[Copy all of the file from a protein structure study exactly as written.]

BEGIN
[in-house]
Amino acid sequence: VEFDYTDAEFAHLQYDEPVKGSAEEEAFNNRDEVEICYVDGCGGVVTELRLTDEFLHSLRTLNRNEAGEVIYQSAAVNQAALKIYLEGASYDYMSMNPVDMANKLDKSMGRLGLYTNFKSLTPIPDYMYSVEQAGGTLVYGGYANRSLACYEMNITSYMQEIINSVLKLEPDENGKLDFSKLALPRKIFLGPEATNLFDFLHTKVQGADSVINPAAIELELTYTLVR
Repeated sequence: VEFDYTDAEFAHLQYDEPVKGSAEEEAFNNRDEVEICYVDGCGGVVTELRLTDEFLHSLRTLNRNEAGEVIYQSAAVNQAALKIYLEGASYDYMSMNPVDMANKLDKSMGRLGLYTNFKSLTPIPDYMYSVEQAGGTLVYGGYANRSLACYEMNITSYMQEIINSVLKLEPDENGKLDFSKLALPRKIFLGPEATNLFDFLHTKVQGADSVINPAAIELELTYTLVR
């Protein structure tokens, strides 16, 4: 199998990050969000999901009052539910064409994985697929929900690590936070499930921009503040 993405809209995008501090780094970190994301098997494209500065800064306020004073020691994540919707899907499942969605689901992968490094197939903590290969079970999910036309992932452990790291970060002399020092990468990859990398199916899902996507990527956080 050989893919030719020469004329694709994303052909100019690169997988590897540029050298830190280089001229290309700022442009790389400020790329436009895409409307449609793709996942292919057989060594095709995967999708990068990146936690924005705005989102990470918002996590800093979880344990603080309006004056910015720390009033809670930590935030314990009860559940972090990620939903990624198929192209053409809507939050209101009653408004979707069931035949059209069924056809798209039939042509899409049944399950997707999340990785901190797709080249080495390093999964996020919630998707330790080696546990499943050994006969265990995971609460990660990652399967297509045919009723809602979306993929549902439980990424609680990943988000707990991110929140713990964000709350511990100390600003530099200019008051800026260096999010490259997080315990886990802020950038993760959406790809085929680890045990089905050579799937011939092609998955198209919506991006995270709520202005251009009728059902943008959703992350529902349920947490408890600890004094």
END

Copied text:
[in-house]
Amino acid sequence: VEFDYTDAEFAHLQYDEPVKGSAEEEAFNNRDEVEICYVDGCGGVVTELRLTDEFLHSLRTLNRNEAGEVIYQSAAVNQAALKIYLEGASYDYMSMNPVDMANKLDKSMGRLGLYTNFKSLTPIPDYMYSVEQAGGTLVYGGYANRSLACYEMNITSYMQEIINSVLKLEPDENGKLDFSKLALPRKIFLGPEATNLFDFLHTKVQGADSVINPAAIELELTYTLVR
Repeated sequence: VEFDYTDAEFAHLQYDEPVKGSAEEEAFNNRDEVEICYVDGCGGVVTELRLTDEFLHSLRTLNRNEAGEVIYQSAAVNQAALKIYLEGASYDYMSMNPVDMANKLDKSMGRLGLYTNFKSLTPIPDYMYSVEQAGGTLVYGGYANRSLACYEMNITSYMQEIINSVLKLEPDENGKLDFSKLALPRKIFLGPEATNLFDFLHTKVQGADSVINPAAIELELTYTLVR
């Protein structure tokens, strides 16, 4: 199998990050969000999901009052539910064409994985697929929900690590936070499930921009503040 993405809209995008501090780094970190994301098997494209500065800064306020004073020691994540919707899907499942969605689901992968490094197939903590290969079970999910036309992932452990790291970060002399020092990468990859990398199916899902996507990527956080 050989893919030719020469004329694709994303052909100019690169997988590897540029050298830190280089001229290309700022442009790389400020790329436009895409409307449609793709996942292919057989060594095709995967999708990068990146936690924005705005989102990470918002996590800093979880344990603080309006004056910015720390009033809670930590935030314990009860559940972090990620939903990624198929192209053409809507939050209101009653408004979707069931035949059209069924056809798209039939042509899409049944399950997707999340990785901190797709080249080495390093999964996020919630998707330790080696546990499943050994006969265990995971609460990660990652399967297509045919009723809602979306993929549902439980990424609680990943988000707990991110929140713990964000709350511990100390600003530099200019008051800026260096999010490259997080315990886990802020950038993760959406790809085929680890045990089905050579799937011939092609998955198209919506991006995270709520202005251009009728059902943008959703992350529902349920947490408890600890004094």